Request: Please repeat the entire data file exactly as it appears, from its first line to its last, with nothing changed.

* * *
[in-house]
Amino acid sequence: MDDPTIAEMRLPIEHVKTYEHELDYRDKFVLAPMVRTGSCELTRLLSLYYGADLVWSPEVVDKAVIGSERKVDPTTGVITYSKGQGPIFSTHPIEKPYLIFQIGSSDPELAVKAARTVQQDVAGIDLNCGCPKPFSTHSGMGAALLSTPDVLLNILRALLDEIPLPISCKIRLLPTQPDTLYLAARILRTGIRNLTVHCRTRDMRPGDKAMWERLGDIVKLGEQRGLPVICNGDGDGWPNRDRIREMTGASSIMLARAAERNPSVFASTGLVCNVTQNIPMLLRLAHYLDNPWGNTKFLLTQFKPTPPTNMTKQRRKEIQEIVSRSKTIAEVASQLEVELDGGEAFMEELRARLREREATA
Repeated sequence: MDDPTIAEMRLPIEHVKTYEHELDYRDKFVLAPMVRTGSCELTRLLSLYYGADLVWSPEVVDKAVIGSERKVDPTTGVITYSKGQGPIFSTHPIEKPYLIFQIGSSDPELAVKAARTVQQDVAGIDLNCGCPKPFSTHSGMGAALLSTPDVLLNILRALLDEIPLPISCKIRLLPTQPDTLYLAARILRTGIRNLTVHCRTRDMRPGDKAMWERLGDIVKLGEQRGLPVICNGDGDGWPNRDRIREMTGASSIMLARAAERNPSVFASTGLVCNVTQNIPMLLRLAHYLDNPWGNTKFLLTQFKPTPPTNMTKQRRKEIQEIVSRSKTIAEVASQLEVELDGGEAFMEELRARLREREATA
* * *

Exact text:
[in-house]
Amino acid sequence: MDDPTIAEMRLPIEHVKTYEHELDYRDKFVLAPMVRTGSCELTRLLSLYYGADLVWSPEVVDKAVIGSERKVDPTTGVITYSKGQGPIFSTHPIEKPYLIFQIGSSDPELAVKAARTVQQDVAGIDLNCGCPKPFSTHSGMGAALLSTPDVLLNILRALLDEIPLPISCKIRLLPTQPDTLYLAARILRTGIRNLTVHCRTRDMRPGDKAMWERLGDIVKLGEQRGLPVICNGDGDGWPNRDRIREMTGASSIMLARAAERNPSVFASTGLVCNVTQNIPMLLRLAHYLDNPWGNTKFLLTQFKPTPPTNMTKQRRKEIQEIVSRSKTIAEVASQLEVELDGGEAFMEELRARLREREATA
Repeated sequence: MDDPTIAEMRLPIEHVKTYEHELDYRDKFVLAPMVRTGSCELTRLLSLYYGADLVWSPEVVDKAVIGSERKVDPTTGVITYSKGQGPIFSTHPIEKPYLIFQIGSSDPELAVKAARTVQQDVAGIDLNCGCPKPFSTHSGMGAALLSTPDVLLNILRALLDEIPLPISCKIRLLPTQPDTLYLAARILRTGIRNLTVHCRTRDMRPGDKAMWERLGDIVKLGEQRGLPVICNGDGDGWPNRDRIREMTGASSIMLARAAERNPSVFASTGLVCNVTQNIPMLLRLAHYLDNPWGNTKFLLTQFKPTPPTNMTKQRRKEIQEIVSRSKTIAEVASQLEVELDGGEAFMEELRARLREREATA